Universal Healthcare

Laws Overseas

Speaking of affordable healthcare, we’re basically the only developed country not to have it. Some believe that our government simply can’t figure it out. If Canada can do it though, why can’t we? Well, the simple answer is that our government doesn’t want to. America is run by a bunch of rich old white guys who couldn’t care less if you die of a cold because you couldn’t afford to go to the doctor. Our country is all about survival of the fittest, and being poor often means you’re on your own.

Maternity Leave

Laws Overseas

There are four nations who don’t guarantee maternity leave. Four, in the entire world. They include Liberia, Swaziland, Papa New Guinnea, and of course, the cheap-ass Americans. On average larger companies will offer women four to six weeks after they’ve given birth OR while they’re on bedrest. More modern companies offer new fathers leave as well, but that is few and far between. If they’re not having their employees slaving away 40 to 60 hours a week, then they’re considered disposable, which is why American citizens seem to be loyal to the companies they work for rarely. Now for the numbers that will shock you. Vietnam provides all employees six months of leave with full pay, while in Estonia, Spain, and Hungary they’re guaranteed their job for three years and can take unpaid leave. Once again, even Canada has figured this one out, allowing new parents to split the first year with their newborn paid at 55% of their salary.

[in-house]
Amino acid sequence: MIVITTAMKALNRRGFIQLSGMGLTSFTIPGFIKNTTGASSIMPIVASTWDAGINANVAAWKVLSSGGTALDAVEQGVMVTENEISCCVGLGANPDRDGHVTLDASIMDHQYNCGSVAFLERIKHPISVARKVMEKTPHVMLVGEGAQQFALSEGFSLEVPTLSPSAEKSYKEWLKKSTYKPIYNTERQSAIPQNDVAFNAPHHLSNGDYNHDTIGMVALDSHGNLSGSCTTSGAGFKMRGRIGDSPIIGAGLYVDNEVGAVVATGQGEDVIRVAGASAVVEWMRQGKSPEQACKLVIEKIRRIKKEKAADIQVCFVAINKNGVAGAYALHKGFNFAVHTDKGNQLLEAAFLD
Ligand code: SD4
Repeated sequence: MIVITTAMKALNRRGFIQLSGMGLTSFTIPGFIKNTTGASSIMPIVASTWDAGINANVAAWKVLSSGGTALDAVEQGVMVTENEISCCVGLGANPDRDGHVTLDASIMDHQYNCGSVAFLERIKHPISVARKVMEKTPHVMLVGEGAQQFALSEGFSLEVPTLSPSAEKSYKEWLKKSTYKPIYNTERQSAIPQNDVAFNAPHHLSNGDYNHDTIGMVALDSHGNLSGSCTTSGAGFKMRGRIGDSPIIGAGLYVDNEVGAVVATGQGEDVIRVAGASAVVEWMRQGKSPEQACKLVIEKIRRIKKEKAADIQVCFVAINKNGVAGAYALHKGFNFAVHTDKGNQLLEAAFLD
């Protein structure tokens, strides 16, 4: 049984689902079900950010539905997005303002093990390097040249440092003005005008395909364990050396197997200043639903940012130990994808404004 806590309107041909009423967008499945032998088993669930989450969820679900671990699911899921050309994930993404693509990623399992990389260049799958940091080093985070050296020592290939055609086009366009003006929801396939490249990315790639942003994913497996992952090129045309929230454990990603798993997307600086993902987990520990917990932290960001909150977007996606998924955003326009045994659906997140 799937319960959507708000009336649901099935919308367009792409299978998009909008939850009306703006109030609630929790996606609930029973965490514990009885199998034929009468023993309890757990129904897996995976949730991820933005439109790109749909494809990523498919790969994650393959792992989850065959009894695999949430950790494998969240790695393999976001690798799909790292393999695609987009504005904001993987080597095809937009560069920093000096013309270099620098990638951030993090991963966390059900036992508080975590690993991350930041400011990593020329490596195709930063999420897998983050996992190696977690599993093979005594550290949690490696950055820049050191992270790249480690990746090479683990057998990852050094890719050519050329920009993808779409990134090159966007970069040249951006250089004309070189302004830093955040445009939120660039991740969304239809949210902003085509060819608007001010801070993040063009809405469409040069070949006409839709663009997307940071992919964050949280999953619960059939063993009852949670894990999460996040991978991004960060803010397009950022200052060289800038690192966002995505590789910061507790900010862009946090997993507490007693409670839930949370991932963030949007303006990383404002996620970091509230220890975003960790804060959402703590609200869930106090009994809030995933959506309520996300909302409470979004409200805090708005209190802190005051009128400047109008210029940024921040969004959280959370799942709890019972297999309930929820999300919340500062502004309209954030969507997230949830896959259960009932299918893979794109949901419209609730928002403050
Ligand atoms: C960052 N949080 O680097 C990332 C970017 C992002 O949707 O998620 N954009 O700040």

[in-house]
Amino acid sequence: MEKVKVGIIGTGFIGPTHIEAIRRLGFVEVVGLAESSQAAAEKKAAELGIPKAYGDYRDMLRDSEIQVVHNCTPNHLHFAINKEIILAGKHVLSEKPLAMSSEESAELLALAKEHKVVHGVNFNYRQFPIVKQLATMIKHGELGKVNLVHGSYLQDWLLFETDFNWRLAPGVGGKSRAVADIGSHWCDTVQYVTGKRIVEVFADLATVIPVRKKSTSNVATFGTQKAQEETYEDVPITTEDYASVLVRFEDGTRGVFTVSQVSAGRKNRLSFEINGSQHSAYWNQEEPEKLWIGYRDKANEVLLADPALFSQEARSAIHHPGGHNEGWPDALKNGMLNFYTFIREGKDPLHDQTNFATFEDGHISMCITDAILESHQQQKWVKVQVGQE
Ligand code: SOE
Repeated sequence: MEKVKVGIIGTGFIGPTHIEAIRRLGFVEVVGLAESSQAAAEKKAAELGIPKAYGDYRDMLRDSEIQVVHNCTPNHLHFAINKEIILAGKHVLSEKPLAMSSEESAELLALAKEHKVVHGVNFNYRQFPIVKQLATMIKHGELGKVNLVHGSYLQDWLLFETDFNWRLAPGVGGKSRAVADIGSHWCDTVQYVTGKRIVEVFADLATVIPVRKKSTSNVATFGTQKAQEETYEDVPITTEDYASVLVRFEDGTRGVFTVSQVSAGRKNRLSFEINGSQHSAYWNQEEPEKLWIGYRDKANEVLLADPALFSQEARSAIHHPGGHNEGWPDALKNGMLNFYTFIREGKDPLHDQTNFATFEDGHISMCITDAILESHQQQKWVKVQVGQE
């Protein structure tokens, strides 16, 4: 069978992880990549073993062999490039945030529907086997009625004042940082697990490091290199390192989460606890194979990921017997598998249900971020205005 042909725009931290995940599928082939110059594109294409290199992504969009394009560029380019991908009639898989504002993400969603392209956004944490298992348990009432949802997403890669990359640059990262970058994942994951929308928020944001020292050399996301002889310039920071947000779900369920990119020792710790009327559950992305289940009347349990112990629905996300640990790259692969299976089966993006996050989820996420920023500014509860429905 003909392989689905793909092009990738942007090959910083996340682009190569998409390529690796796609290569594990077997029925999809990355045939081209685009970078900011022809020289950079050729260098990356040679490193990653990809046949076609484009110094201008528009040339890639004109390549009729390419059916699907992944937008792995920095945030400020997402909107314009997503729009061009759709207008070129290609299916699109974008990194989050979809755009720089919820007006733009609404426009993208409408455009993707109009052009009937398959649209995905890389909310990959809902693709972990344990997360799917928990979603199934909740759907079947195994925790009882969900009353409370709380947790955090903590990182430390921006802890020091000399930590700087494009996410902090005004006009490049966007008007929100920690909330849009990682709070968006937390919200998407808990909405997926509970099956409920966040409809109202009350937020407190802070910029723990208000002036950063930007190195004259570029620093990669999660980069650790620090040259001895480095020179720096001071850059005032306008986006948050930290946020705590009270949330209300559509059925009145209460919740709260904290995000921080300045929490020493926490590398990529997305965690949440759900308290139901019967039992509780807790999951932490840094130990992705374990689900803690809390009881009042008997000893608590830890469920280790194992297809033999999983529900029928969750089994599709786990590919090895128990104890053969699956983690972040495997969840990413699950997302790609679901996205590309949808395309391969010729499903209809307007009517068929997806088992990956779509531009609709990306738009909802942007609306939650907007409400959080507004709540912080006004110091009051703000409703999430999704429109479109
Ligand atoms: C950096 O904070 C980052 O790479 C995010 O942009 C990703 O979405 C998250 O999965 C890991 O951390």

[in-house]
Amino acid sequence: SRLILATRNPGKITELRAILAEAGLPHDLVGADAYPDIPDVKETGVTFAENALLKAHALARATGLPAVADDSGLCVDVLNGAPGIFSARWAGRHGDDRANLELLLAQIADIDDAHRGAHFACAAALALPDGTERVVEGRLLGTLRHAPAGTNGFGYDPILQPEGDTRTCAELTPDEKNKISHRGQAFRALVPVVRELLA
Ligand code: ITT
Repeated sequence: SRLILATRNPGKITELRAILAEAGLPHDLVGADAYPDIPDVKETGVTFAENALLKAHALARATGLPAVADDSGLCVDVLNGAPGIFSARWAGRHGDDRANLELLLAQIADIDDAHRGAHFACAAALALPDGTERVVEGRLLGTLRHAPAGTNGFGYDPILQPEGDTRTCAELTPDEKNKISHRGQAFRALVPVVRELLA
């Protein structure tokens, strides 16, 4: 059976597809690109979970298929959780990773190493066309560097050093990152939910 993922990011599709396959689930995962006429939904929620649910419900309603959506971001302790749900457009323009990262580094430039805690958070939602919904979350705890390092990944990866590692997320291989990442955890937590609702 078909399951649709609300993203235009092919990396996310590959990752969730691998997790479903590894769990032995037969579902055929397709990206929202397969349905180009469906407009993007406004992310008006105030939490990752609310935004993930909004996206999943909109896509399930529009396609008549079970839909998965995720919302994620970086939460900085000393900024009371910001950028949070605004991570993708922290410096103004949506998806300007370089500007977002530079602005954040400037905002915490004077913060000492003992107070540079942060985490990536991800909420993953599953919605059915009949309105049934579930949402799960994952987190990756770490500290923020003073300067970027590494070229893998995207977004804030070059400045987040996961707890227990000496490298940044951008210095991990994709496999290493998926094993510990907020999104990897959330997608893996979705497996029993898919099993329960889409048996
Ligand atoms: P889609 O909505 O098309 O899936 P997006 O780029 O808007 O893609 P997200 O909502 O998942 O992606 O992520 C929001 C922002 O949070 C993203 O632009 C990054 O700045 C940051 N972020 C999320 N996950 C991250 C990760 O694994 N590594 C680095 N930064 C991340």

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Rose Burke

Freelance writer and art enthusiast, Rose Burke, often writes humorous essays inspired by awkward dating experiences and life’s cruel sense of humor. When she's not doing that, she's typically writing entertainment articles on women's issues, politics, feminism, and other trending topics her readers love. Her work has been published in The Southampton Review, The Conium Review, The Richest, The Independent, CINEMABLEND, and more. Author of the popular feminist blog series "Writings of the Satirical Feminista," Rose is currently focusing on a collection of humorous personal essays while she travels the world.